I was stunned that in the information age that we all live in that this was the best they could do for my cancer. I soon discovered that anal cancer was not alone. It was clear to me that many rare, stigmatized, and otherwise undesirable cancers were underserved on the internet. Not only did this pose a challenge for me, but for the health care providers I entrusted with my care. Rarity, stigma, lack of infrastructure on the web and within the healthcare system for my disease complicated matters.
As a registered nurse I knew this was not acceptable and I knew things could be done differently. Better. Patient centrically. Despite all my challenges and the unknown road that lay ahead I committed myself to changing this. My initial aim was to organize a web site to offer hope and help for not only anal cancer but any of those that exist “below the belt” and are underserved. All cancer patients deserve easy access to reliable information and much needed support. So www.52shadesofblue.com was born.
I never dreamed that those who read my blog might connect so deeply with my experience. My desire to release the burden of the stigma of anal cancer by simply revealing my truth in writing on some crazy blog has not changed. I never imagined that it would reach so many and could become a become a catalyst for change not only for patients with rare and stigmatized forms of illness but for the medical community that stands poised to provide care and support for humans inflicted with rare and complex cancers and disease.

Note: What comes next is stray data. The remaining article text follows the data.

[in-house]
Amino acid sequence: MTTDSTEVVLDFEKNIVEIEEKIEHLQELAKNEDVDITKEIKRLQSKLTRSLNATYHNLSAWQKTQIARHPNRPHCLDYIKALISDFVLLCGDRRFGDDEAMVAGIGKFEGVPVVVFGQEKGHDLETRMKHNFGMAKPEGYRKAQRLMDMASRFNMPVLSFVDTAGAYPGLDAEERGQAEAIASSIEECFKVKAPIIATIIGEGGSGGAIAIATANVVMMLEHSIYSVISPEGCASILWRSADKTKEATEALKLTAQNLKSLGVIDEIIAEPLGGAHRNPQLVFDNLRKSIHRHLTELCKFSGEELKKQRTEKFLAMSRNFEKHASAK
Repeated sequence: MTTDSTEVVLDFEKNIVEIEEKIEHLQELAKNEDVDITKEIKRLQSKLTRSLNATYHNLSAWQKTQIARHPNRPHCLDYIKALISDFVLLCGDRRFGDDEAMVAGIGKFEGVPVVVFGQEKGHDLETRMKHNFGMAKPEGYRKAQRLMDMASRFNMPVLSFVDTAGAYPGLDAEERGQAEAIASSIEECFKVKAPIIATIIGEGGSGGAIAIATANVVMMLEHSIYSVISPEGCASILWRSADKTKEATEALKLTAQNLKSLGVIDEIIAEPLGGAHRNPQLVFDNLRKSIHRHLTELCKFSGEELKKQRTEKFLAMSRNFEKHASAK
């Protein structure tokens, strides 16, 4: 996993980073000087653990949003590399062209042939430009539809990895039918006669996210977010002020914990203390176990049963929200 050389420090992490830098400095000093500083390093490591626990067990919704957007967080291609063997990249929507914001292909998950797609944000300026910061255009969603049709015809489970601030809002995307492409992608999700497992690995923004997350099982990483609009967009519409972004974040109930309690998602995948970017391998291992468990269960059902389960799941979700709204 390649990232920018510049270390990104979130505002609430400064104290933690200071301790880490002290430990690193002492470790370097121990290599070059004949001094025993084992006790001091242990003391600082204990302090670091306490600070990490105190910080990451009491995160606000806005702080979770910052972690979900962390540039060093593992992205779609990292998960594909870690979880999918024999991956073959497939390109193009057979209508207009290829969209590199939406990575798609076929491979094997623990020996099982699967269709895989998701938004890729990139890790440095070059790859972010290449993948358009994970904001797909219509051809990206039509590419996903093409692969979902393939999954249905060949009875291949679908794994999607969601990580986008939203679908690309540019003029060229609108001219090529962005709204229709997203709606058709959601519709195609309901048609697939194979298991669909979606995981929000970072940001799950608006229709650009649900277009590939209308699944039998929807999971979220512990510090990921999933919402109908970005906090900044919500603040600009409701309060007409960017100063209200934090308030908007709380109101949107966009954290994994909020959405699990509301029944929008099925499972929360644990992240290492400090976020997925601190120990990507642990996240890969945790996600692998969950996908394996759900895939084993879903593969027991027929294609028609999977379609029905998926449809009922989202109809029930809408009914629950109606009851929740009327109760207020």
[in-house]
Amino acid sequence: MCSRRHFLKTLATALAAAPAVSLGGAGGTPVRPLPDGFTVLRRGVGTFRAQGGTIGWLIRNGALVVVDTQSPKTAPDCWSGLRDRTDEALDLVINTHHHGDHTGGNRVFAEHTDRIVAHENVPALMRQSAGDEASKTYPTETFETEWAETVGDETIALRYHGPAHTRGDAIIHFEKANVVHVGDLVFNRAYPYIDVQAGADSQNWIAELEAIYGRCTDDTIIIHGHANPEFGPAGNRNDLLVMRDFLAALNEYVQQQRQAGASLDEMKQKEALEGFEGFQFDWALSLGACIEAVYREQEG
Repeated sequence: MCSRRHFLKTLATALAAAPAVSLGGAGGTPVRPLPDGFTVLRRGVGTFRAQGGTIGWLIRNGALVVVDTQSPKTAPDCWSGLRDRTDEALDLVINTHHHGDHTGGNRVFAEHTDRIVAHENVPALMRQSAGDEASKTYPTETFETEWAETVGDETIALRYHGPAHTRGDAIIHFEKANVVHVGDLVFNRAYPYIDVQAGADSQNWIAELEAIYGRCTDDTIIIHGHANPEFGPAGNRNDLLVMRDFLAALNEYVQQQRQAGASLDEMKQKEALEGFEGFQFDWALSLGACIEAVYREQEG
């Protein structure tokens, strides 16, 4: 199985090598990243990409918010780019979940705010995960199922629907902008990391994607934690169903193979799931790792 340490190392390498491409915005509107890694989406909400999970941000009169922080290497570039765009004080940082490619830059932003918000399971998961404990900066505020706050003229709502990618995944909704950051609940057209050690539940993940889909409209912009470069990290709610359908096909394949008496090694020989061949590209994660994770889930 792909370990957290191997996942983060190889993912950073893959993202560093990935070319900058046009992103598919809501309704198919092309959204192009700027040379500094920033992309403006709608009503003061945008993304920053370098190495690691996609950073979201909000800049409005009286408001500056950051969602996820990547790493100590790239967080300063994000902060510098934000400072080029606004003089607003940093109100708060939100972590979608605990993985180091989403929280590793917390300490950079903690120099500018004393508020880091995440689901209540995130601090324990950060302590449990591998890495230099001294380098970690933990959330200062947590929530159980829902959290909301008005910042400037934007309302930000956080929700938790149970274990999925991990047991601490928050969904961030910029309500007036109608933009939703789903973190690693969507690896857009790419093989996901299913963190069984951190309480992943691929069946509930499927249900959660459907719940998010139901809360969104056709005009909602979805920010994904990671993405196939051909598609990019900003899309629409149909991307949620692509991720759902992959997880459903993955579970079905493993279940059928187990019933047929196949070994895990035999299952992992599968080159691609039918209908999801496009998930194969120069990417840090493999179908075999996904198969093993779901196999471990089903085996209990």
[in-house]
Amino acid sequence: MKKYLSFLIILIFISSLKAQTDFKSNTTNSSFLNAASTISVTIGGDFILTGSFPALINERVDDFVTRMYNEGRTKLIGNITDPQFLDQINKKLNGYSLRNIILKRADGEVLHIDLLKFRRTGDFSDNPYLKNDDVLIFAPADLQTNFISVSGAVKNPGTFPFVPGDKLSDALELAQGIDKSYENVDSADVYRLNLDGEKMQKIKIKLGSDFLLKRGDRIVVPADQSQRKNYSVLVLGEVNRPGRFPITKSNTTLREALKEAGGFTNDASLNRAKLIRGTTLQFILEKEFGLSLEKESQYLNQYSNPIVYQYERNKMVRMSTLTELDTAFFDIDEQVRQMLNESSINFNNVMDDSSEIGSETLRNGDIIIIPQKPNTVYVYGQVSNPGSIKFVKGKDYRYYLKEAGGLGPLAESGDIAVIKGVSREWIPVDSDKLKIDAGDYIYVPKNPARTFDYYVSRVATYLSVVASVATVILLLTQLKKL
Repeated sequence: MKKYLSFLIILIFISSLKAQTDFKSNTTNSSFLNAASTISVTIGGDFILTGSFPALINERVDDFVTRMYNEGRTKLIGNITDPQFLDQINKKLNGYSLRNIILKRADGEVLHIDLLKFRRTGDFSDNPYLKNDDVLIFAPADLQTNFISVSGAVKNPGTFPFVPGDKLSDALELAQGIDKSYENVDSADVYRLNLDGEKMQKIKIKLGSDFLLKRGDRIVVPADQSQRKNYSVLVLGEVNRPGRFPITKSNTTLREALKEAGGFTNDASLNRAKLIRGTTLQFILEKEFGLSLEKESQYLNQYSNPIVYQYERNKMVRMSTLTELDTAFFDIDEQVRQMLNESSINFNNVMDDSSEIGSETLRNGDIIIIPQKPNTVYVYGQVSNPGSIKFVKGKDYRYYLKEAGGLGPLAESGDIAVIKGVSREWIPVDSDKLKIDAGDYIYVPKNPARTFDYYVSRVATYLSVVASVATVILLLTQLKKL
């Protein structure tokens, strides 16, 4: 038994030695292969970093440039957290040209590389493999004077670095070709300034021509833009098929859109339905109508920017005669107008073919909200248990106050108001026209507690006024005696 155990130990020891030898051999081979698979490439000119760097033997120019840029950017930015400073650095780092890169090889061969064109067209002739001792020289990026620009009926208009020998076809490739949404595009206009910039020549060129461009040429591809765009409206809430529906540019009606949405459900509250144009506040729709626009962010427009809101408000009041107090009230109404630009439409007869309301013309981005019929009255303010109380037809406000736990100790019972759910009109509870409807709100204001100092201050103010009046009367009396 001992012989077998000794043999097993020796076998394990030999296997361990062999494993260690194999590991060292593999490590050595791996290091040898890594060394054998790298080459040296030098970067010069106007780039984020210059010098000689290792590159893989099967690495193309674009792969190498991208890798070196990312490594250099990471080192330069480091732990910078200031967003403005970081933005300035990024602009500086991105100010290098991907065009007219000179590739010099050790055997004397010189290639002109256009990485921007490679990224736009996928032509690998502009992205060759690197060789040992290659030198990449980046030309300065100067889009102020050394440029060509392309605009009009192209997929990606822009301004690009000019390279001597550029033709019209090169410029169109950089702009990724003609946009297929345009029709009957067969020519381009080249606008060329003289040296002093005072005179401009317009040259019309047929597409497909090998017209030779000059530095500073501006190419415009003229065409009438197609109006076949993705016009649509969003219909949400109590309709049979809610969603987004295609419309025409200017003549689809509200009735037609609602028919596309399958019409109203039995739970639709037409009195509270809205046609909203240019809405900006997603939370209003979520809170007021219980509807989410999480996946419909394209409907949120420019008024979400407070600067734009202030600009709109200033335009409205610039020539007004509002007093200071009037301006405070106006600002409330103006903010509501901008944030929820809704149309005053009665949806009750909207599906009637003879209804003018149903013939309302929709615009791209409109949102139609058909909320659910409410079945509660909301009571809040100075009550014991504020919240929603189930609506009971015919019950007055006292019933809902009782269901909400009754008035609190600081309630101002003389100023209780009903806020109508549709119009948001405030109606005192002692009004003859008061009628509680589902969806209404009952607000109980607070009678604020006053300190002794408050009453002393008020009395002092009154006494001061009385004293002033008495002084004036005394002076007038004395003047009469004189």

The questions below were born from my experience with the healthcare system that is evolving with innovation and incorporating these tools into hospitals and clinics. It has not been easy and fraught with pitfalls.
Attention must be paid to keep the patients and the HCPs needs on the forefront of innovative development. I say this because when I was most vulnerable, recovering from a thoracotomy to remove a cancerous nodule from my lung, the system failed me. I awakened after my surgery to the most horrific pain imaginable. The epidural put in place in numb the pain was not working. My young nurse, using her computer and a defined protocol asked and documented my pain level at a 10 (the worst pain ever for me) She then called the surgeon (per protocol) He declined to order me pain medicine based on the fact that anesthesia should be handling my pain as I had an epidural. Anesthesia refused to order me pain medicine as they just wanted to run the epidural and wanted the surgeon to give me other adjunctive pain relief. My young nurse was inexperienced in patient advocacy, but certainly did her job well as far as using the innovative tools to document her all night quest to get me pain relief. I lay in pain in an intensive care unit all night long. The patient.
As an experienced registered nurse I find this hard to believe. How could I not advocate for myself? Well, I was vulnerable and in intense pain and in no condition to do it. I was in the most “reputable” ICU in town. My family and friends had gone home secure in the knowledge that I would be cared for well. For all the computers, EMR, protocols, and most advanced technology my most basic need was not met. It’s over now and I am not here to complain or even want an apology. My desire is that this doesn’t happen to anybody else and to do anything I can to raise the consciousness of HCLDR to be mindful as we innovate, incorporate that innovation to our practices and embrace the changing paradigm of medicine that the patient remains the center of that dynamic.
- T1: How can we as #HCLDR maintain/increase patient centricity in a world of increasing innovation?
- T2: How do we ensure both patient needs and #HCLDR needs are met. Ex. Need to document and follow standard of care vs ensuring patient remains center of care as the benchmark.
- T3: How do we ensure #HCLDR are empowered to advocate when patients needs are not being met? i.e.: pain relief, physician interaction, emotional support
- Closing Thought: What’s one thing you’ve learned tonight that you can take to your place of influence to help a patient tomorrow?